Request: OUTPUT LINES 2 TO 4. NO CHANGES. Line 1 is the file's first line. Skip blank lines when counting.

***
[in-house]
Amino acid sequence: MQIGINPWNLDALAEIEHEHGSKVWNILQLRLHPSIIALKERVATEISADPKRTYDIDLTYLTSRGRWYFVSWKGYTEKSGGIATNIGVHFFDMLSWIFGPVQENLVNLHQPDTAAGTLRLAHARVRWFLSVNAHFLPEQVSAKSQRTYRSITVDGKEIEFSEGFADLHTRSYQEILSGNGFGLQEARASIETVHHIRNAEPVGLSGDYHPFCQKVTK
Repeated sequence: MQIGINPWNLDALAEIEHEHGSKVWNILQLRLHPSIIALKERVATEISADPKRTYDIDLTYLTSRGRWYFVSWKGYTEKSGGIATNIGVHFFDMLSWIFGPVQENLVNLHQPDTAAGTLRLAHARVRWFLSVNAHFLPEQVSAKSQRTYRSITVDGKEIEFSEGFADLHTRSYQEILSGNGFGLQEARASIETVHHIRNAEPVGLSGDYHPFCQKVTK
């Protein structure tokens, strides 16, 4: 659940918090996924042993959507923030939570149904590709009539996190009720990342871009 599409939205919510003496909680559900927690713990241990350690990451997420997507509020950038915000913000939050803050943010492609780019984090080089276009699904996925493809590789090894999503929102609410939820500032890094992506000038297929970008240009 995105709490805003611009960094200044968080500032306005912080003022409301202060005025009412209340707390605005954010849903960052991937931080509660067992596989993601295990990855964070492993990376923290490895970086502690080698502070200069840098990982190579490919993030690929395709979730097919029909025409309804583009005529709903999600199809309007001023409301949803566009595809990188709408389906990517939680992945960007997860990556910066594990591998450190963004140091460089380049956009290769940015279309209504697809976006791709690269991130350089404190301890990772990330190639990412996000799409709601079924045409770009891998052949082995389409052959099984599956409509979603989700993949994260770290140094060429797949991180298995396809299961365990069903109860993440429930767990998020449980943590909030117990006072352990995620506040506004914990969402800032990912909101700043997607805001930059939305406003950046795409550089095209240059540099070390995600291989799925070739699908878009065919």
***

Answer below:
Amino acid sequence: MQIGINPWNLDALAEIEHEHGSKVWNILQLRLHPSIIALKERVATEISADPKRTYDIDLTYLTSRGRWYFVSWKGYTEKSGGIATNIGVHFFDMLSWIFGPVQENLVNLHQPDTAAGTLRLAHARVRWFLSVNAHFLPEQVSAKSQRTYRSITVDGKEIEFSEGFADLHTRSYQEILSGNGFGLQEARASIETVHHIRNAEPVGLSGDYHPFCQKVTK
Repeated sequence: MQIGINPWNLDALAEIEHEHGSKVWNILQLRLHPSIIALKERVATEISADPKRTYDIDLTYLTSRGRWYFVSWKGYTEKSGGIATNIGVHFFDMLSWIFGPVQENLVNLHQPDTAAGTLRLAHARVRWFLSVNAHFLPEQVSAKSQRTYRSITVDGKEIEFSEGFADLHTRSYQEILSGNGFGLQEARASIETVHHIRNAEPVGLSGDYHPFCQKVTK
């Protein structure tokens, strides 16, 4: 659940918090996924042993959507923030939570149904590709009539996190009720990342871009 599409939205919510003496909680559900927690713990241990350690990451997420997507509020950038915000913000939050803050943010492609780019984090080089276009699904996925493809590789090894999503929102609410939820500032890094992506000038297929970008240009 995105709490805003611009960094200044968080500032306005912080003022409301202060005025009412209340707390605005954010849903960052991937931080509660067992596989993601295990990855964070492993990376923290490895970086502690080698502070200069840098990982190579490919993030690929395709979730097919029909025409309804583009005529709903999600199809309007001023409301949803566009595809990188709408389906990517939680992945960007997860990556910066594990591998450190963004140091460089380049956009290769940015279309209504697809976006791709690269991130350089404190301890990772990330190639990412996000799409709601079924045409770009891998052949082995389409052959099984599956409509979603989700993949994260770290140094060429797949991180298995396809299961365990069903109860993440429930767990998020449980943590909030117990006072352990995620506040506004914990969402800032990912909101700043997607805001930059939305406003950046795409550089095209240059540099070390995600291989799925070739699908878009065919």